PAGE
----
Would questions regarding how to deal with customers be acceptable? The FAQ is sort of vague in this regard...

  • 1
    My gut response is no, because to me that firmly sits in the "How do I perform the job of a ..." category of questions, but I think it depends on what you mean by "customers" (e.g. if you mean clients, then client relations stuff might be, while general customer service might not). Can you provide more context?
    – jcmeloni
    Nov 17 '12 at 23:38
  • Closely related discussion here: meta.workplace.stackexchange.com/q/102/42 seems to imply we're against it
    – Rarity
    Nov 17 '12 at 23:51

This is not an official answer, by any means.

My opinion is that it is like anything else that can have in-context and out-of-context relationships to the workplace.

Certainly your relationship and interactions with your boss are on topic. However, there are absolutely components of your relationship with your boss that are very job-specific; and those would probably be off topic.

I think the same would go for customer relationships. How you might acquire them, when your role in the sales/service process dictates that you should or shouldn't contact them — these things would be off topic.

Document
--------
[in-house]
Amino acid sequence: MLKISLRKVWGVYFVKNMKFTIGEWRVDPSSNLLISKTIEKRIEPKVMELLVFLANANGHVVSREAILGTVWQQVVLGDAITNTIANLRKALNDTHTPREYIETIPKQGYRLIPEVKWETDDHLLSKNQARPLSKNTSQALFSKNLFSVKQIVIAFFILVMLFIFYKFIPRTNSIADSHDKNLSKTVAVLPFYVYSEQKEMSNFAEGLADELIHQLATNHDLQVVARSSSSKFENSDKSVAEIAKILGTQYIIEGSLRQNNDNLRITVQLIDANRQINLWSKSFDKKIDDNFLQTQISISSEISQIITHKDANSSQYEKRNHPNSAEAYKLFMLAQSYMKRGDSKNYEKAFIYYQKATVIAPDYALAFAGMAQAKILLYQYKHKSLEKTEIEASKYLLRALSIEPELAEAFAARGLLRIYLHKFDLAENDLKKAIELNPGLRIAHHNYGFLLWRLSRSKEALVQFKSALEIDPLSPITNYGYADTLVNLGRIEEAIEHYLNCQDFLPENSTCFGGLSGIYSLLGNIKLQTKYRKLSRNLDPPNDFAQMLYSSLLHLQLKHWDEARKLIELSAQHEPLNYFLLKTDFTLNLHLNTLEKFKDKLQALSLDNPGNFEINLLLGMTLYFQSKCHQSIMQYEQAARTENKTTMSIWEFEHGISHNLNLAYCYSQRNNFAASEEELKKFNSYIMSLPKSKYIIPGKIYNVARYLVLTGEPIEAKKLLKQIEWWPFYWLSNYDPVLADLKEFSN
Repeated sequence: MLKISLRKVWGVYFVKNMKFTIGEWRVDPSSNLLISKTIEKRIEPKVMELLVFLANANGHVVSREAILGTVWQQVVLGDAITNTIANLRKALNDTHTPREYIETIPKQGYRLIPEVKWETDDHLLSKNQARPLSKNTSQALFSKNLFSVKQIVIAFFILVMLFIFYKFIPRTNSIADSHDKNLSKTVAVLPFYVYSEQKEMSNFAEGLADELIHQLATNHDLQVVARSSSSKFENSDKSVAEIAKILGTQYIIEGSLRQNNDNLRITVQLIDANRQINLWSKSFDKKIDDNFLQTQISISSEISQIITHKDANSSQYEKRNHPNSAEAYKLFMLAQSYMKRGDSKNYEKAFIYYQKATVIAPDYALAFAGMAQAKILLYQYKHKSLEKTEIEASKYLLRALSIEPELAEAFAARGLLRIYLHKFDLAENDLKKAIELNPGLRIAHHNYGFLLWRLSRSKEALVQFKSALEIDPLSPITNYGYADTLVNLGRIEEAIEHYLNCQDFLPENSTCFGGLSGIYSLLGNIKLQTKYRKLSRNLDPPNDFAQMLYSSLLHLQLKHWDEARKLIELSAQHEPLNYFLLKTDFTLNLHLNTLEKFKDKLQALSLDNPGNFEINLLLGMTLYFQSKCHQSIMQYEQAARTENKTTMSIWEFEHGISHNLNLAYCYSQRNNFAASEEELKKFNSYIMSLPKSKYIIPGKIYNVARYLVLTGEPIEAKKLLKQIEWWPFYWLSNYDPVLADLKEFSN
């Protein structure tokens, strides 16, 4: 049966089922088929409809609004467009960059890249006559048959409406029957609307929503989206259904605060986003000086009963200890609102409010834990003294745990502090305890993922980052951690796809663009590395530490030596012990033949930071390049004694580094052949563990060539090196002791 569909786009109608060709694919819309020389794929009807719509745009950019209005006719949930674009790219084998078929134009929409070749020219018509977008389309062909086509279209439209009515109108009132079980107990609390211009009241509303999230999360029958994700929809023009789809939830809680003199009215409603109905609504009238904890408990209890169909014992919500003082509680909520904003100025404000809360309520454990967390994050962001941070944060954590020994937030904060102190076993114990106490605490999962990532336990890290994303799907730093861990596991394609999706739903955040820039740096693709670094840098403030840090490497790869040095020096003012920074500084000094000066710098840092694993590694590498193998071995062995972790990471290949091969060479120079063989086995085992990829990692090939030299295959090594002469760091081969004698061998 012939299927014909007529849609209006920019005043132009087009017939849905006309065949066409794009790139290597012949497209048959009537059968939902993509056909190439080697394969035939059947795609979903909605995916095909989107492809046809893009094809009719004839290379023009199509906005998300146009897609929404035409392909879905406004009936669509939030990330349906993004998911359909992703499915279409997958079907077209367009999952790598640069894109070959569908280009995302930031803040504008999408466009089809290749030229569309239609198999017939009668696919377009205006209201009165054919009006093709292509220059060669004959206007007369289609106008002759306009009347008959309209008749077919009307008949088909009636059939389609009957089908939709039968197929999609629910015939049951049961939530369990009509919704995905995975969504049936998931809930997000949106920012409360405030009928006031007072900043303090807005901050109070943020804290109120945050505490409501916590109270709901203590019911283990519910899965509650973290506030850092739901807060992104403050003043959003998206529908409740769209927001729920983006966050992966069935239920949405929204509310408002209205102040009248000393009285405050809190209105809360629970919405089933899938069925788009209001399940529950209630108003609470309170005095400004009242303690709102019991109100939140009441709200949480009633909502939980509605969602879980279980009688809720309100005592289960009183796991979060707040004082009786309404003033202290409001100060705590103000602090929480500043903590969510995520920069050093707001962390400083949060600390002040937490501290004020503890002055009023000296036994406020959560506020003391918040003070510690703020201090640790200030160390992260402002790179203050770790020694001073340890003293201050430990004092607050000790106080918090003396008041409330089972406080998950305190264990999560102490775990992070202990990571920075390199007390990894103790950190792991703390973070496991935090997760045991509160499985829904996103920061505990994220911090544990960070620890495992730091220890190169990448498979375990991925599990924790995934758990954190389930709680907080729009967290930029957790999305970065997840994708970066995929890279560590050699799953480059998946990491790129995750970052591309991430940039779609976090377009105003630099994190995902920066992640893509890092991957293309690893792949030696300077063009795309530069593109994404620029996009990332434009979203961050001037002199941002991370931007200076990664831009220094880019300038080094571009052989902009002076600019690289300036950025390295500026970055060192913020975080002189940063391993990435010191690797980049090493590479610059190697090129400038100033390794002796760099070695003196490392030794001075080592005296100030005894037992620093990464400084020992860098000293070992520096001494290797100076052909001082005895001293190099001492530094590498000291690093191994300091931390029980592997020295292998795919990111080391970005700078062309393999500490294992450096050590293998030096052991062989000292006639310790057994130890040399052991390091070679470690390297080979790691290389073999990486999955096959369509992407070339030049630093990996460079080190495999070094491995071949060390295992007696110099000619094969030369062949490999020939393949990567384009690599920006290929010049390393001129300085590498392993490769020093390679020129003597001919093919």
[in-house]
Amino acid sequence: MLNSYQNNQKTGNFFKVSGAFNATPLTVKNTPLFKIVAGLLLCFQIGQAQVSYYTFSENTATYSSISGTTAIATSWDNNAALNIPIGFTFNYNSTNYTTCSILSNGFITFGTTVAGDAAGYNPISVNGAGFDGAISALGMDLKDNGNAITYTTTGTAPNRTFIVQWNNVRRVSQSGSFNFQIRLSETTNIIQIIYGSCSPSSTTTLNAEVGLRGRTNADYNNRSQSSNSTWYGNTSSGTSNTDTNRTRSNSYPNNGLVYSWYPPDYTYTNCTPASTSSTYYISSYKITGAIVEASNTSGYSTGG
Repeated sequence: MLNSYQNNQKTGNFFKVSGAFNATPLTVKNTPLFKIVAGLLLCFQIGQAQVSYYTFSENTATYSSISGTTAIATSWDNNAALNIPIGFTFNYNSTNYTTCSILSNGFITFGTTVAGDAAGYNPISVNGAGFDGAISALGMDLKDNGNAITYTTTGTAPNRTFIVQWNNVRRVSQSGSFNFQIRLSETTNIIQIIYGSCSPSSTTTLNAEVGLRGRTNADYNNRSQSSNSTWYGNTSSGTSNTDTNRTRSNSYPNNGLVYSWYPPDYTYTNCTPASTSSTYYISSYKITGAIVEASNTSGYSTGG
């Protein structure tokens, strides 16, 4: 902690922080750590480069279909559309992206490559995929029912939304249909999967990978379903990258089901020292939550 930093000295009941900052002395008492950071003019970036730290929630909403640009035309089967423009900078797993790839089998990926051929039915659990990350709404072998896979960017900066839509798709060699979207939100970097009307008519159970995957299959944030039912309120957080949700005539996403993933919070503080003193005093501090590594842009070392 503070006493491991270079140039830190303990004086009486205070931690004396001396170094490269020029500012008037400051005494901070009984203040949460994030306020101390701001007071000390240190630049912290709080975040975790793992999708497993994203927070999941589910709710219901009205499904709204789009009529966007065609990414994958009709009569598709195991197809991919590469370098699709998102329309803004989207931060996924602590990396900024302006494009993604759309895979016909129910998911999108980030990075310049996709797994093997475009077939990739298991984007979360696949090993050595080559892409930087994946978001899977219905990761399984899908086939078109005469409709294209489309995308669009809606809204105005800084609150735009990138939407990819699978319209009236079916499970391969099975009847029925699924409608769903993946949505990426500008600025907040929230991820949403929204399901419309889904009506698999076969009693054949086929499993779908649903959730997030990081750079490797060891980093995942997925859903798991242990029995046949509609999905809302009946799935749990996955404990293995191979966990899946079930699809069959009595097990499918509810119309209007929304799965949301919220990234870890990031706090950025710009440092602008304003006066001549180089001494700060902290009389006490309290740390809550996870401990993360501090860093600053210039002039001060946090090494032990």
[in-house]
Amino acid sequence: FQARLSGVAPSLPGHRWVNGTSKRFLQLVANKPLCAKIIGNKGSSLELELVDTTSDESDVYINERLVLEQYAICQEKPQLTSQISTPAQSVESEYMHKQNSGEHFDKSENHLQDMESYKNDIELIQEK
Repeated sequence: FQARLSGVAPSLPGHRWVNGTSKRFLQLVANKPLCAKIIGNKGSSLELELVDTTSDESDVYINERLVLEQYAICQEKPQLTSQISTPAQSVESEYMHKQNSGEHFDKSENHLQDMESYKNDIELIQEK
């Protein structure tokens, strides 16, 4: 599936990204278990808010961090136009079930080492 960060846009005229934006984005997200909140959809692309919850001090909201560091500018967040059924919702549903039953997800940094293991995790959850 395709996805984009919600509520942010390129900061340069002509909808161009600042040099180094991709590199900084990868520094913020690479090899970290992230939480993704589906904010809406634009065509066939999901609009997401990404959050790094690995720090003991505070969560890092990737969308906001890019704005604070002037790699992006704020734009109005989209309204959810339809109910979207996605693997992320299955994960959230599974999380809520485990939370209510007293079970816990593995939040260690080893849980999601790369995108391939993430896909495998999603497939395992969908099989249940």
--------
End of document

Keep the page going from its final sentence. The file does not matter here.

But, just as we have many workplace relationship questions here, there are certain aspects of "how to deal with customers" that would definitely be on topic. Here are some samples that might be:

  • A customer asked me to go around my boss and approve an invoice. This customer is very important to the company. How should I deal with this?
  • I need to contact a customer from a company I no longer work for. How can I do this appropriately?

I believe questions like this are every bit as on-topic as other workplace relationship questions we already support, so in answer to "would questions regarding how to deal with customers be acceptable?" I don't think there is one answer that fits all questions.

  • 2
    I agree with this; I hope the OP edits his question to provide more context to the situation he wants to ask about, so that we can discuss it & provide more concrete guidance.
    – jcmeloni
    Nov 19 '12 at 14:48

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